Defining Hindutva , OP Gupta, Royal Press, New Delhi, 2014
Two weeks back a book on Hinduism ‘The Hindus: An Alternative History’ was recalled by the publisher as part of a settlement in the face of a law suit over ‘heresies’ insulting to Hindus. Critics of the text have slammed the book for objectionable, incorrect and illegal representation of Hinduism. A writer from the Western world with limited understanding of Hinduism has authored the book. There are chances of the author working on hidden agenda but the more important question is why has there been no attempt by the other side to bring out a book presenting a holistic understanding of Hinduism.While it may not be fair to say that Indian writers did not undertake the task of writing about the history of Hinduism but those texts have never found a place in the Western-liberal modern academic world. There is a dire need to write series of books on Hinduism by Indian writers that is easy to understand and present generation can relate with them.
The book Defining Hindutva by former diplomat OP Gupta is an attempt to understand Hinduism and different aspects of it. The author tries to reinterpret Hindutva in the light of Vedas. For himVedas are supreme scriptures of Hindus and should be followed by all. In case of any confusion or doubt, the commands of Vedas should be held supreme. Undoubtedly, he has read Vedic scriptures thoroughly and his knowledge in this regard is enviable. His earlier book was on “Vedic Equality and Hinduism”. Gupta quotes Vedic richas to counter the allegations of the so-called progressive authorship. The two main allegations made by Leftist and secular scholars are poor status of women and caste system in Hindu society which they claim are endorsed in Hindu texts and form an essential part of the Hindu philosophy.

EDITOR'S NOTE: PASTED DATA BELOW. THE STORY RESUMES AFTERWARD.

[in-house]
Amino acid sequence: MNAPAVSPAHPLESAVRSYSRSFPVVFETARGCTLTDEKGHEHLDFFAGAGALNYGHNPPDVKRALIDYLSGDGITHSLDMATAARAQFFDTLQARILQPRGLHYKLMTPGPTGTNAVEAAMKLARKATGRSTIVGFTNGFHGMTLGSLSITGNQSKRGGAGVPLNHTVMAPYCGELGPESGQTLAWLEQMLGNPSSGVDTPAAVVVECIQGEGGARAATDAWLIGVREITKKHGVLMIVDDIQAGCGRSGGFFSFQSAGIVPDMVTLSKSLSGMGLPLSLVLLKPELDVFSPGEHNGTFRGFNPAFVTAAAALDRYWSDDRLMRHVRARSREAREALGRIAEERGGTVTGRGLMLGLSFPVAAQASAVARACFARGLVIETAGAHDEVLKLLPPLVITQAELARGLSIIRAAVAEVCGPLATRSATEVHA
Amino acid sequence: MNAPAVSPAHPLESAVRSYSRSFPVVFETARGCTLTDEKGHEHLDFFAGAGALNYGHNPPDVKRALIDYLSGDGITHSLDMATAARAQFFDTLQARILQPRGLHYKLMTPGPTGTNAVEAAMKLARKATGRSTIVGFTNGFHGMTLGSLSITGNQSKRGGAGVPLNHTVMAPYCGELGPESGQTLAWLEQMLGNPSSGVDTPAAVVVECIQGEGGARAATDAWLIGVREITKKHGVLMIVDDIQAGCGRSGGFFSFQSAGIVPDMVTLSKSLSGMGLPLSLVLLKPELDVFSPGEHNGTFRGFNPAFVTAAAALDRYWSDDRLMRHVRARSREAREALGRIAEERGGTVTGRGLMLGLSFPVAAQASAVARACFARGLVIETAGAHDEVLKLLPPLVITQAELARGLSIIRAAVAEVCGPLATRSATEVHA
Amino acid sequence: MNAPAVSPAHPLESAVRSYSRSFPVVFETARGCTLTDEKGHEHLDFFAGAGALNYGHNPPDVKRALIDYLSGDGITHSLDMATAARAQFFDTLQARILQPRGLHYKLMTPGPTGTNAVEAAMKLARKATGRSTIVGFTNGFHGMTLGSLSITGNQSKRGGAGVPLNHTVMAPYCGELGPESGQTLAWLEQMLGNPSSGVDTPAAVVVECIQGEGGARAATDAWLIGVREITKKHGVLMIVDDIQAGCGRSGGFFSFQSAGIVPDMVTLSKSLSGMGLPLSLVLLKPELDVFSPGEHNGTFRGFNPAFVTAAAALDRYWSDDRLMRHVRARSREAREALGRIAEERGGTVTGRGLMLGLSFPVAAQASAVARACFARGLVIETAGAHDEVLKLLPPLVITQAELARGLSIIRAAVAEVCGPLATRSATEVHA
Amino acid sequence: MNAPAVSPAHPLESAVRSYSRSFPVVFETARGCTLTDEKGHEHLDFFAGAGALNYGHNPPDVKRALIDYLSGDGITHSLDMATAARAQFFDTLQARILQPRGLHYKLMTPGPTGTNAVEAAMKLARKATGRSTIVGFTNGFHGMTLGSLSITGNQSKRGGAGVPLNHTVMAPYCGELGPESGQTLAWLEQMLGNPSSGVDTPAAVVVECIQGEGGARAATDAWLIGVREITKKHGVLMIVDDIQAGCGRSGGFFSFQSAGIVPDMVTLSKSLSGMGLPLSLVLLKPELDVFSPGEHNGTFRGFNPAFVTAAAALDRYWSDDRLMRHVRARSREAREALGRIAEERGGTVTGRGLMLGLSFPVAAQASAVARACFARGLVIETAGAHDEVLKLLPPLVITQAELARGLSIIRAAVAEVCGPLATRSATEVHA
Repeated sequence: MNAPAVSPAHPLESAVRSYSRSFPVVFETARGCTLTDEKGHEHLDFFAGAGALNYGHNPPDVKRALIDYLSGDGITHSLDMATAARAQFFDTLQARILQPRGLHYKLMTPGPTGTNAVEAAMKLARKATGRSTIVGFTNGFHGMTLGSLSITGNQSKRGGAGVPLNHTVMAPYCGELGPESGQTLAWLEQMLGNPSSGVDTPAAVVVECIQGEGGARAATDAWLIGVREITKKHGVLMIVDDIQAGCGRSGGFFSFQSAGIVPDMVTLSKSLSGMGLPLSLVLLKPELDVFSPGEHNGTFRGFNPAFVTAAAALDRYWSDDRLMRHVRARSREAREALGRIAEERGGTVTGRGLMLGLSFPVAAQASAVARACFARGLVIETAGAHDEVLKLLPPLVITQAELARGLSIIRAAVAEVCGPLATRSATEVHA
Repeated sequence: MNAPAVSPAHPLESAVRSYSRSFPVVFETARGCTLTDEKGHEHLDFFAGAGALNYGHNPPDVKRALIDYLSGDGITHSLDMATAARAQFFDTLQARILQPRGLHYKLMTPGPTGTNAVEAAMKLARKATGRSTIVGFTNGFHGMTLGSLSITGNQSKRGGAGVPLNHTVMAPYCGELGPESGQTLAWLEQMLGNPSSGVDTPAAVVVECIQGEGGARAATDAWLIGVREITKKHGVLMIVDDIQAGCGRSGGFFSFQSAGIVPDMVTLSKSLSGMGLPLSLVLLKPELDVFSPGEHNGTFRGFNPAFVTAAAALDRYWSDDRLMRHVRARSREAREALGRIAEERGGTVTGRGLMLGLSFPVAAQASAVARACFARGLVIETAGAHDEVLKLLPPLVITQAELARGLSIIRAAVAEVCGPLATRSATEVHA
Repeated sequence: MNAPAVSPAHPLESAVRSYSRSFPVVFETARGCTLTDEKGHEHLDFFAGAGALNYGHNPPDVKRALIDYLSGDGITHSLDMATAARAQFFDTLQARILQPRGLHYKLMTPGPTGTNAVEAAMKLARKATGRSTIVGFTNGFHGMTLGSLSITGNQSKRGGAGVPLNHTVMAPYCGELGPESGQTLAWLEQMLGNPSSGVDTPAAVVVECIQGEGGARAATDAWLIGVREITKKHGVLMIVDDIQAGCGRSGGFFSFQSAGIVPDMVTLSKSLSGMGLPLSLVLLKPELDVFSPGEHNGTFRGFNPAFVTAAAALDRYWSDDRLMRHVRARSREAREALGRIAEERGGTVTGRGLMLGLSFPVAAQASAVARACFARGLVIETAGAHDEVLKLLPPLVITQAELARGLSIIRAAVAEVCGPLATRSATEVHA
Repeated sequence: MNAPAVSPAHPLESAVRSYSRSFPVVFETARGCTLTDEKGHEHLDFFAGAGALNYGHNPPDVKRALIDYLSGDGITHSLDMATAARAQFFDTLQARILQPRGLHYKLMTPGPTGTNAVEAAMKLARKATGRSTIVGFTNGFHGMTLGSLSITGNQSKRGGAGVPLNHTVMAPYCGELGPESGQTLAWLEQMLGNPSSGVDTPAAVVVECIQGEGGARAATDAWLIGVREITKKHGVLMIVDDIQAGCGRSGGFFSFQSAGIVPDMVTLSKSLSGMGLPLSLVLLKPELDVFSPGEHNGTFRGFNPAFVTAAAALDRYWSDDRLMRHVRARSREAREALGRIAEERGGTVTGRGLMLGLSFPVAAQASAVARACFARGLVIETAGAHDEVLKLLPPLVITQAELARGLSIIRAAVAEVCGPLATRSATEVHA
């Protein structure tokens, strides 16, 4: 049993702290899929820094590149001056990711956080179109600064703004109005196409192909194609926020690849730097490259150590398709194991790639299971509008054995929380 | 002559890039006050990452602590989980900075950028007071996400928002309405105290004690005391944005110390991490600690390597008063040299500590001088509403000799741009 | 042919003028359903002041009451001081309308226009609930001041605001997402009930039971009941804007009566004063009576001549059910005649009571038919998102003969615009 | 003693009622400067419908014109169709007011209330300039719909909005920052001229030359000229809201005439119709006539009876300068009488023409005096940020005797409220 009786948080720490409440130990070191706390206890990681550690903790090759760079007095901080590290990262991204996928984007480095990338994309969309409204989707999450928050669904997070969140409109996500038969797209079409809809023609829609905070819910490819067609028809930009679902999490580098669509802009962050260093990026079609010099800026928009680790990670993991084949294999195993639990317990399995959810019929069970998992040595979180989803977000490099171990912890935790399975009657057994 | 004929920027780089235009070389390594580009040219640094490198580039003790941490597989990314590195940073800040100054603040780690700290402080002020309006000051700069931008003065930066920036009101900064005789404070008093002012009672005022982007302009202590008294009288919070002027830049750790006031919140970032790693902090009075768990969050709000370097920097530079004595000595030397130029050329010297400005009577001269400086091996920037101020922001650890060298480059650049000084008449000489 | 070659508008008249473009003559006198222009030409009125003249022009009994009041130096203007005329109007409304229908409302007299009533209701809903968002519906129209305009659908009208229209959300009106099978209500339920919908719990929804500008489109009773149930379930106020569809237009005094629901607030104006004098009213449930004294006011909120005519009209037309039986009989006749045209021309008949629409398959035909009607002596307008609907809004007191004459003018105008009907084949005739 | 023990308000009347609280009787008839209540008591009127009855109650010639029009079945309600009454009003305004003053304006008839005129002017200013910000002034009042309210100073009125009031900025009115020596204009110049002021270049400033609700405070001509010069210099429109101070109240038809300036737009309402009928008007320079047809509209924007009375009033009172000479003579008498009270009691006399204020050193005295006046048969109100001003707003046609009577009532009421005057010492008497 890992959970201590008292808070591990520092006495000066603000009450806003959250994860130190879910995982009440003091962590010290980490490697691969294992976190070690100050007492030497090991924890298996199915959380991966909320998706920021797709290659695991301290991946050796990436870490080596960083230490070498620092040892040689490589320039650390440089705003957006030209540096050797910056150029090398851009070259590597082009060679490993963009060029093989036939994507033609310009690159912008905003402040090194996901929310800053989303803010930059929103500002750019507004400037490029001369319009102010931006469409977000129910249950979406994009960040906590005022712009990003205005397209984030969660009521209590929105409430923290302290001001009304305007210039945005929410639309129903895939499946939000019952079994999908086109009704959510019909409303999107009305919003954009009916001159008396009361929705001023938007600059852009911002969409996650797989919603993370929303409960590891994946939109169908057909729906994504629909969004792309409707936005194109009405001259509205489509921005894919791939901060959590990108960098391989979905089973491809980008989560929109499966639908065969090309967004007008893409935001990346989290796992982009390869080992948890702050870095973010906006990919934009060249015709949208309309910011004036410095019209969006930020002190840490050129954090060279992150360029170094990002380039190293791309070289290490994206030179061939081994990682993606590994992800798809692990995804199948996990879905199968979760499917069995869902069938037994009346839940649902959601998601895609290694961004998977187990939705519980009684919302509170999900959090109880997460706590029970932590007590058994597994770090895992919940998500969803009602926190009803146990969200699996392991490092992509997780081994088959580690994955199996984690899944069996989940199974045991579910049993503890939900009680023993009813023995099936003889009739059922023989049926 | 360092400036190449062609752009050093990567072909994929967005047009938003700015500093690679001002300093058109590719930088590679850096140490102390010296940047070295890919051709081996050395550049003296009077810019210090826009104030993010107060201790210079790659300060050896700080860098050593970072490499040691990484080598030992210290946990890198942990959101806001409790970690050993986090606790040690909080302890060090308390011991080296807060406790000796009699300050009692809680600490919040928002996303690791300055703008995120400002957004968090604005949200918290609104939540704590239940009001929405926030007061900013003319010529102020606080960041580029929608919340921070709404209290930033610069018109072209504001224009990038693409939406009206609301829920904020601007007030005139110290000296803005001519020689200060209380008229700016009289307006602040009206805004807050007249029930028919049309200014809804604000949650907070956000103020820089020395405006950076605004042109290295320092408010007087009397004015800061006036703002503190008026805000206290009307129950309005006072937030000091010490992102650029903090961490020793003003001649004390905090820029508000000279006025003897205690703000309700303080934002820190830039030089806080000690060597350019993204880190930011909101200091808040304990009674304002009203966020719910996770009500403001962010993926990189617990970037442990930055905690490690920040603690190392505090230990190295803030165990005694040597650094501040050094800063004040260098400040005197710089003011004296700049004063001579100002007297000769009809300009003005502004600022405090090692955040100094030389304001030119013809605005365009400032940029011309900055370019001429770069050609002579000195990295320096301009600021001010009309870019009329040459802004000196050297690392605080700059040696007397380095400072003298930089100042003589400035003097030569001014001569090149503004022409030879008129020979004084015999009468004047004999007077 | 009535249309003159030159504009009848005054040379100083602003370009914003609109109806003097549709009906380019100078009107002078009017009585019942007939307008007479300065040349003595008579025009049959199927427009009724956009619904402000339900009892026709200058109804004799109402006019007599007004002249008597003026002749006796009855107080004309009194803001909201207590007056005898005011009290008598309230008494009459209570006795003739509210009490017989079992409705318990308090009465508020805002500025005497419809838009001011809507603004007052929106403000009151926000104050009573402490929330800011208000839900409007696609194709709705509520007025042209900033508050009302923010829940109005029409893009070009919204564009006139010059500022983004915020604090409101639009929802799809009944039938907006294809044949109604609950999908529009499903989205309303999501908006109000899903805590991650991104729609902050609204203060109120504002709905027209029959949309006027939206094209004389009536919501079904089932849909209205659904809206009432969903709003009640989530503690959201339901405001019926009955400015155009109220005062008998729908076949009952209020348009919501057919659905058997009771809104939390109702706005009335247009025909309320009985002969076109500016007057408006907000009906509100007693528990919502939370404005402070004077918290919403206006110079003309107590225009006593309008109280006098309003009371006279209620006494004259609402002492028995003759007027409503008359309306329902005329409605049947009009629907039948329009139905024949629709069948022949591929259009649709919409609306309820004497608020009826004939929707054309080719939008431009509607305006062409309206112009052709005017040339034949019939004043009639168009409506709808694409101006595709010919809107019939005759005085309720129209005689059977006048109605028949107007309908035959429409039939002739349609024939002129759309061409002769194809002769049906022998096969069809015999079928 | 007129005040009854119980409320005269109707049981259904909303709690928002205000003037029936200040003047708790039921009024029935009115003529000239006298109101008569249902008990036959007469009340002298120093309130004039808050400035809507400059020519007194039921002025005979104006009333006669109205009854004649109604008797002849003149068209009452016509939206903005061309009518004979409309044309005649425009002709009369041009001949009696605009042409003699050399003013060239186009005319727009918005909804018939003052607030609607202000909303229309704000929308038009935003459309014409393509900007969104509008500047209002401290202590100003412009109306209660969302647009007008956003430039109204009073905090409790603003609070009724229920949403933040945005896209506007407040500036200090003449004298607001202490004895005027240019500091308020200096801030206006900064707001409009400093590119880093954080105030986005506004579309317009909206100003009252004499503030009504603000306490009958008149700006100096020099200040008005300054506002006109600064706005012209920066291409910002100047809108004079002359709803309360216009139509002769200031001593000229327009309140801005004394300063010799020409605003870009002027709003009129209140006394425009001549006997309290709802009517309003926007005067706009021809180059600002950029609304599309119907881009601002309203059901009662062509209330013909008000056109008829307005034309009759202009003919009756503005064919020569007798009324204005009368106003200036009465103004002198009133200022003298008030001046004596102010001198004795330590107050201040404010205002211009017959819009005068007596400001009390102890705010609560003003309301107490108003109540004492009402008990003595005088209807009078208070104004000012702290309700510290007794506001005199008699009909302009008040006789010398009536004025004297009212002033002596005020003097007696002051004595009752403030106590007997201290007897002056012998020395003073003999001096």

The author answers these allegations and comes up with eight essential ingredients of Hindutva:Vedas are supreme scriptures of Hindus; Vedas do not sanctions birth based castes; Arya-Dravid divide is a myth invented by Christian imperialists; Vedas sanction total gender equality and widow remarriage; Vedas prohibit killing of cows; Bharat is the sacred motherland of all Hindus and its sanctity has to be upheld; Ill treatment of Hindus shall be opposed; Laws, rules and regulations which impose unequal treatment on Hindus in Bharat shall be opposed through ballot boxes. With these he gives the impression of not actually defining but defending Hindtuva. It seems that he is trying to find answers to the allegations made by the leftist-liberal writers against Hinduism.
He tries to counter several questions and allegation levelled against Hindutva of being anti-minority, anti-Muslim. His analysis shows that such claims are based on distortions and falsifications that are a part of a misinformation campaign to politically divide and weaken Hindus. He has also enclosed two letters exchanged with Syed Shahabuddin to show the misconceptions prevailing against Hindutva even at the highest level of Indian elite. He tries to go into the genesis of the word ‘Hindu’ and quotes Parsi sacred text Avesta to prove that word ‘Hindu’ appeared in several contexts and not as conferred by Muslims invaders. He says that the term Hindutva has been used by Savarkar in his book ‘Essentials of Hindutva’. He also refers to Savarkar’s pamphlet Hindutva: Who is a Hindu? In his book Savarkar says that Hinduism is only a fraction, a part of Hindutva.